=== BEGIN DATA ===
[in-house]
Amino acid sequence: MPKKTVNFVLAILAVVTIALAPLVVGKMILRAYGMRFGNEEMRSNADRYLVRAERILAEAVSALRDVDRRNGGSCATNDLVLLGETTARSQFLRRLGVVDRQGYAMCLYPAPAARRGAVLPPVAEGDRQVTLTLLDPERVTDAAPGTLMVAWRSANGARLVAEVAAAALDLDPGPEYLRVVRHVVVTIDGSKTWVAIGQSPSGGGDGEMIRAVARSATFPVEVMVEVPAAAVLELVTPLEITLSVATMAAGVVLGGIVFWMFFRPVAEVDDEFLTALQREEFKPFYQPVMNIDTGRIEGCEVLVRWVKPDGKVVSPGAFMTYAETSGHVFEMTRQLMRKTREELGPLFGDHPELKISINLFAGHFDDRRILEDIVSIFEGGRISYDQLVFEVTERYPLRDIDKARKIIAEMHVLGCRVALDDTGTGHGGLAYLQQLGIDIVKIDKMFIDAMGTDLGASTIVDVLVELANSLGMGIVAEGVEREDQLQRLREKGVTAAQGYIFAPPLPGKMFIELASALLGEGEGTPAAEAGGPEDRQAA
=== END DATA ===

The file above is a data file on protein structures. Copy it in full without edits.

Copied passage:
[in-house]
Amino acid sequence: MPKKTVNFVLAILAVVTIALAPLVVGKMILRAYGMRFGNEEMRSNADRYLVRAERILAEAVSALRDVDRRNGGSCATNDLVLLGETTARSQFLRRLGVVDRQGYAMCLYPAPAARRGAVLPPVAEGDRQVTLTLLDPERVTDAAPGTLMVAWRSANGARLVAEVAAAALDLDPGPEYLRVVRHVVVTIDGSKTWVAIGQSPSGGGDGEMIRAVARSATFPVEVMVEVPAAAVLELVTPLEITLSVATMAAGVVLGGIVFWMFFRPVAEVDDEFLTALQREEFKPFYQPVMNIDTGRIEGCEVLVRWVKPDGKVVSPGAFMTYAETSGHVFEMTRQLMRKTREELGPLFGDHPELKISINLFAGHFDDRRILEDIVSIFEGGRISYDQLVFEVTERYPLRDIDKARKIIAEMHVLGCRVALDDTGTGHGGLAYLQQLGIDIVKIDKMFIDAMGTDLGASTIVDVLVELANSLGMGIVAEGVEREDQLQRLREKGVTAAQGYIFAPPLPGKMFIELASALLGEGEGTPAAEAGGPEDRQAA